Citgo eyes $1.2 billion term loan amid fight for refiner
Paul Smith /Bloomberg
Sun set at refinery
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Houlihan Lokey is marketing the refiner's new term loan B
Deal will replace revolver, accounts receivable facility
By Davide Scigliuzzo, David Wethe, and Ben Bartenstein / Bloomberg
Petroleumworld 03 11 2019
Citgo Petroleum Corp. is looking to get a $1.2 billion loan to fund its daily operations as U.S. sanctions cripple its parent company, state oil giant Petroleos de Venezuela SA.
The Houston-based refiner hired Houlihan Lokey to find lenders to help it refinance bank credit lines maturing this year, a slide deck seen by Bloomberg shows. The deal launched this week and is expected to close on March 22, according to the presentation, which was given to investors by Curtis Rowe, Citgo's vice president of finance.
The five-year term loan B may pay a coupon of between 4.5 and 5.5 percentage points above the Libor rate and could be issued at 99 cents on the dollar, according to the presentation. Proceeds will be used for "general working capital requirements" and to "provide ongoing liquidity,” the slides show.
The new loan would replace a $900 million secured revolver and a $320 million accounts receivable facility, according to the presentation. Deutsche Bank AG was the lead arranger of the revolver, issued in 2014 alongside Citgo's existing term loan, which matures in 2021. The German lender and other banks involved in that financing have been reluctant to roll over their exposure, leading Citgo to consider other options, people with knowledge of the matter said.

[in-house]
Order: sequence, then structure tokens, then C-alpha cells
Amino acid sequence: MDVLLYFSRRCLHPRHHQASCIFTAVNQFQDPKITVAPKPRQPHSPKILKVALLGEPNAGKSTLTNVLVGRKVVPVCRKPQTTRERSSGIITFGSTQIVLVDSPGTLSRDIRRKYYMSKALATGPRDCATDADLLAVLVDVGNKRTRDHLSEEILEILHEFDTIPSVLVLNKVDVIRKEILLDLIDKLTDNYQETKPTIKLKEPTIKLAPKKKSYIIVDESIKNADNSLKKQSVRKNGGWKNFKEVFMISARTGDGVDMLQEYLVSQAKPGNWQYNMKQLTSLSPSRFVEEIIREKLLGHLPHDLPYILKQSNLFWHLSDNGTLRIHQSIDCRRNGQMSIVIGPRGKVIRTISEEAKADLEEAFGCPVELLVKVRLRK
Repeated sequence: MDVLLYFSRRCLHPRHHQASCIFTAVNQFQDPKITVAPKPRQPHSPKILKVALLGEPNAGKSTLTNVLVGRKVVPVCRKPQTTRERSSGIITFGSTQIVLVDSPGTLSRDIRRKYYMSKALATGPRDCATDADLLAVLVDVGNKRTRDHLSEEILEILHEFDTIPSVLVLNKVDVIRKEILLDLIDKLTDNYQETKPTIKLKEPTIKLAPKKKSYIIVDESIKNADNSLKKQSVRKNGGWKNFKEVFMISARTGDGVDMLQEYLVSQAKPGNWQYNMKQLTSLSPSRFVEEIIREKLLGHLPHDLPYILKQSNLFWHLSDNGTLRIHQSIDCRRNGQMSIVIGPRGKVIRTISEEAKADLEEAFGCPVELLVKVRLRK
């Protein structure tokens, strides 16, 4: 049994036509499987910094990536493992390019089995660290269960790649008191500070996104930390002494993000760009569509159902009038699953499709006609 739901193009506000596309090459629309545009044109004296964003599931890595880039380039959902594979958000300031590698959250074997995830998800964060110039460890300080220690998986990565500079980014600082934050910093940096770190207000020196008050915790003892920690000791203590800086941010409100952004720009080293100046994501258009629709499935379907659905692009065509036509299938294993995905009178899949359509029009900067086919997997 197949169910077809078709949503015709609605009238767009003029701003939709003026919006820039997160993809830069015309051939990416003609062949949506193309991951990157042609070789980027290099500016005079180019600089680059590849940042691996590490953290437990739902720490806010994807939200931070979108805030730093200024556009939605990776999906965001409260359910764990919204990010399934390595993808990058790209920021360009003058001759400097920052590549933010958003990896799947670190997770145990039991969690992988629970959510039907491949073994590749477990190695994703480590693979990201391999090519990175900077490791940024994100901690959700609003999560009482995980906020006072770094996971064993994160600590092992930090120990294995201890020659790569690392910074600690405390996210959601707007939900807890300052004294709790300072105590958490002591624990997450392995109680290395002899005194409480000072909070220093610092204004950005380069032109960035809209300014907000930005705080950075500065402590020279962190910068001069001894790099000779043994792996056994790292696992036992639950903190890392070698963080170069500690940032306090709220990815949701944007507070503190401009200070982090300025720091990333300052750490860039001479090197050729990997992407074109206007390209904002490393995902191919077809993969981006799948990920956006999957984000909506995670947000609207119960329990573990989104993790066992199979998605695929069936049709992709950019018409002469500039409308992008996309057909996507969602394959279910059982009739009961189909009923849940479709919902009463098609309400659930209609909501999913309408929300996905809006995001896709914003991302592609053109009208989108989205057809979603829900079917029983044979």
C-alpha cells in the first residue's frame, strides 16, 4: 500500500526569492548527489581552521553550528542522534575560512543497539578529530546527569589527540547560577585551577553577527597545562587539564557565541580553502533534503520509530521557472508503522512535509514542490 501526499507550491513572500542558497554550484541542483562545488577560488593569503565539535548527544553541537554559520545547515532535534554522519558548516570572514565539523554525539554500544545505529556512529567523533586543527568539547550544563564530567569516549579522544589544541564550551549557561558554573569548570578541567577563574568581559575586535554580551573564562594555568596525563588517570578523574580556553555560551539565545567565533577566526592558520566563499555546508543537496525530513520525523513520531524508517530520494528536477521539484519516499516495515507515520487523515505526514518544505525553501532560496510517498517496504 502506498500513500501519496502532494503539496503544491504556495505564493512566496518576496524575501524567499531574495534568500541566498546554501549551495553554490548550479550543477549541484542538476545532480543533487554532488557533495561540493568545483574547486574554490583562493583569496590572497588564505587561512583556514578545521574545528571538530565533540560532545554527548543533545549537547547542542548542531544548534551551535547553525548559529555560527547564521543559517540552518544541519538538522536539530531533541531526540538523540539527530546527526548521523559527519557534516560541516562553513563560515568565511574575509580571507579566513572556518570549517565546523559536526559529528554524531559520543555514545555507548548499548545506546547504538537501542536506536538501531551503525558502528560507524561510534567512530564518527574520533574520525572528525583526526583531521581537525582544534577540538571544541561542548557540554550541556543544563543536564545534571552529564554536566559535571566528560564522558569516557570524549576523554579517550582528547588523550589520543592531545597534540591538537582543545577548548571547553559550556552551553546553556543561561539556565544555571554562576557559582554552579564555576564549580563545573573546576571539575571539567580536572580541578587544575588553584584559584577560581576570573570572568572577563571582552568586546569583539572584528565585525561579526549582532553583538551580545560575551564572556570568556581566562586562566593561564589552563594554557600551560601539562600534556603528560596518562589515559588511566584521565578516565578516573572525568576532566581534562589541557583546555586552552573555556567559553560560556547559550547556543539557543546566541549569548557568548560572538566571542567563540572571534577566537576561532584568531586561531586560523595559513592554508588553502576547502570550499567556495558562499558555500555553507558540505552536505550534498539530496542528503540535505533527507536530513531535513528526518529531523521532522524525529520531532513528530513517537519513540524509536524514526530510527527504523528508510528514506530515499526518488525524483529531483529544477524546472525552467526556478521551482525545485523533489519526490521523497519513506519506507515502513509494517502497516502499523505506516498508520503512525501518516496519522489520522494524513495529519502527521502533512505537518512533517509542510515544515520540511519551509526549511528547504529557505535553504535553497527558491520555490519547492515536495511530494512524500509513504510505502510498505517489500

The company has been discussing the new financing with alternative asset managers and holders of its existing term loan, the people said. It has received dozens of calls from firms interested in providing refinancing options for its revolver since February, one of the people said.
Citgo said it values collateral for the loan, which includes its refineries as well as the value of inventory and receivables, at over $13 billion, according to the presentation. The company reported earnings before interest, taxes, depreciation and amortization of around $1.6 billion in the twelve months ended Sept. 30, the slides show.
Representatives for Houlihan Lokey, Citgo and Venezuela's Finance Ministry didn't respond to requests for comment. Deutsche Bank didn't immediately provide comment.
Petroleos de Venezuela, or PDVSA, has an upcoming interest payment of around $70 million coming due next month on its 2020 bonds. Those notes are backed by a stake in Citgo. Failure to pay could be catastrophic for PDVSA, and may lead bondholders and other creditors to attempt to seize the Citgo assets. The presentation doesn't mention the PDVSA notes, and U.S. sanctions currently prevent Citgo from paying dividends to PDVSA.
A new Citgo board appointed by Venezuelan National Assembly President Juan Guaido has considered using an escrow account that may hold up to $560 million to pay the PDVSA 2020 bond. It's unclear how the U.S.-backed Guaido, the Venezuelan legislature or President Nicolas Maduro are involved in the new Citgo loan.
The PDVSA 2020 bond is the only Venezuelan debt security that hasn't fallen into default, as Maduro's regime prioritized payments to ensure he wouldn't lose the collateral, a 50.1 percent stake in Citgo Holding Inc. Because the bonds are asset-backed and Venezuela has kept paying them, they're quoted at 94 cents on the dollar, compared with an average price for Venezuelan and PDVSA debt around 30 cents.
After Maduro was sworn in for a new term Jan. 10, Guaido emerged to stake his claim to the presidency citing articles in the constitution. Since then, Venezuela has had two presidents of sorts and Guaido named his own boards to state oil company PDVSA and to Citgo. Despite not having physical control over PDVSA assets in Venezuela, given that the U.S. government has recognized him as the rightful leader of the South American country, he could receive favorable rulings to actions brought before U.S. courts.
— With assistance by Jack Farchy
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Story by Davide Scigliuzzo, David Wethe, and Ben Bartensteinfrom Bloomberg.
bloomberg.com 03 08 2019
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